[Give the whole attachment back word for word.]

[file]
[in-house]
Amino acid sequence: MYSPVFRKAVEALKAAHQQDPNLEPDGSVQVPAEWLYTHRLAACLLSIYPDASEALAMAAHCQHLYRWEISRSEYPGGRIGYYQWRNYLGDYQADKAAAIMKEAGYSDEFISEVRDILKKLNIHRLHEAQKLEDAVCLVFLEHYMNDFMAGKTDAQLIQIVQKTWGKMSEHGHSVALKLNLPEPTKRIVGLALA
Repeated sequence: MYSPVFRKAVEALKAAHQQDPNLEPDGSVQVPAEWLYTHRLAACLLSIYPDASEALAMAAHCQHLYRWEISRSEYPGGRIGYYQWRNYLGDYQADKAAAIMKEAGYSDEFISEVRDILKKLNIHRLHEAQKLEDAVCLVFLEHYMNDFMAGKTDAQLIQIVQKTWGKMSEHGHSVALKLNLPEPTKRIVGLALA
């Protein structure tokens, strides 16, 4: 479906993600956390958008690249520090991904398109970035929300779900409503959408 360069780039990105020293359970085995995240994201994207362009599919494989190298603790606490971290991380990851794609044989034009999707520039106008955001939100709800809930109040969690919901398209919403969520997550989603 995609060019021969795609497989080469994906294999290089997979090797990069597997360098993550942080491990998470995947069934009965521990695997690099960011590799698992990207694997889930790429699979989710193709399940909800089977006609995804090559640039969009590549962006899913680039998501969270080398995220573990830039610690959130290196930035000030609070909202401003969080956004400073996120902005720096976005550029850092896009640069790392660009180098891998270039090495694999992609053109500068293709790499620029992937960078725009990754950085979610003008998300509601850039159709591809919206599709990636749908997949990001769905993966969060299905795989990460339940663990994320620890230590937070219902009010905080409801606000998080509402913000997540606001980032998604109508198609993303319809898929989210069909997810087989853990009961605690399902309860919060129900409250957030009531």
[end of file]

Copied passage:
[in-house]
Amino acid sequence: MYSPVFRKAVEALKAAHQQDPNLEPDGSVQVPAEWLYTHRLAACLLSIYPDASEALAMAAHCQHLYRWEISRSEYPGGRIGYYQWRNYLGDYQADKAAAIMKEAGYSDEFISEVRDILKKLNIHRLHEAQKLEDAVCLVFLEHYMNDFMAGKTDAQLIQIVQKTWGKMSEHGHSVALKLNLPEPTKRIVGLALA
Repeated sequence: MYSPVFRKAVEALKAAHQQDPNLEPDGSVQVPAEWLYTHRLAACLLSIYPDASEALAMAAHCQHLYRWEISRSEYPGGRIGYYQWRNYLGDYQADKAAAIMKEAGYSDEFISEVRDILKKLNIHRLHEAQKLEDAVCLVFLEHYMNDFMAGKTDAQLIQIVQKTWGKMSEHGHSVALKLNLPEPTKRIVGLALA
């Protein structure tokens, strides 16, 4: 479906993600956390958008690249520090991904398109970035929300779900409503959408 360069780039990105020293359970085995995240994201994207362009599919494989190298603790606490971290991380990851794609044989034009999707520039106008955001939100709800809930109040969690919901398209919403969520997550989603 995609060019021969795609497989080469994906294999290089997979090797990069597997360098993550942080491990998470995947069934009965521990695997690099960011590799698992990207694997889930790429699979989710193709399940909800089977006609995804090559640039969009590549962006899913680039998501969270080398995220573990830039610690959130290196930035000030609070909202401003969080956004400073996120902005720096976005550029850092896009640069790392660009180098891998270039090495694999992609053109500068293709790499620029992937960078725009990754950085979610003008998300509601850039159709591809919206599709990636749908997949990001769905993966969060299905795989990460339940663990994320620890230590937070219902009010905080409801606000998080509402913000997540606001980032998604109508198609993303319809898929989210069909997810087989853990009961605690399902309860919060129900409250957030009531």